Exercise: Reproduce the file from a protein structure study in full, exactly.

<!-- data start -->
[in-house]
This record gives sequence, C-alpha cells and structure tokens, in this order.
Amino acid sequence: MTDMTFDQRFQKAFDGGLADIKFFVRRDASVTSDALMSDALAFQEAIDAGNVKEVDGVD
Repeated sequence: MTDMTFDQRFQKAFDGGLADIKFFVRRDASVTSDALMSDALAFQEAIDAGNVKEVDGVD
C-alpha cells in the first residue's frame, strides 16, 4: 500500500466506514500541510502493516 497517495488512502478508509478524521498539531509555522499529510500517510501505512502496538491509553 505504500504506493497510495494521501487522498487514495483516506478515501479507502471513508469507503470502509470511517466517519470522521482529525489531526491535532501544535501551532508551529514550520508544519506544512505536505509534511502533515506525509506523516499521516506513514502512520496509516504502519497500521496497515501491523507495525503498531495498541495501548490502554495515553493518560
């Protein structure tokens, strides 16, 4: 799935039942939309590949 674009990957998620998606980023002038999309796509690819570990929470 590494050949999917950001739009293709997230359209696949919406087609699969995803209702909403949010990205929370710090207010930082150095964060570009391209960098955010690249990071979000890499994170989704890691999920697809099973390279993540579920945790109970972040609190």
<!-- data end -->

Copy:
[in-house]
This record gives sequence, C-alpha cells and structure tokens, in this order.
Amino acid sequence: MTDMTFDQRFQKAFDGGLADIKFFVRRDASVTSDALMSDALAFQEAIDAGNVKEVDGVD
Repeated sequence: MTDMTFDQRFQKAFDGGLADIKFFVRRDASVTSDALMSDALAFQEAIDAGNVKEVDGVD
C-alpha cells in the first residue's frame, strides 16, 4: 500500500466506514500541510502493516 497517495488512502478508509478524521498539531509555522499529510500517510501505512502496538491509553 505504500504506493497510495494521501487522498487514495483516506478515501479507502471513508469507503470502509470511517466517519470522521482529525489531526491535532501544535501551532508551529514550520508544519506544512505536505509534511502533515506525509506523516499521516506513514502512520496509516504502519497500521496497515501491523507495525503498531495498541495501548490502554495515553493518560
């Protein structure tokens, strides 16, 4: 799935039942939309590949 674009990957998620998606980023002038999309796509690819570990929470 590494050949999917950001739009293709997230359209696949919406087609699969995803209702909403949010990205929370710090207010930082150095964060570009391209960098955010690249990071979000890499994170989704890691999920697809099973390279993540579920945790109970972040609190």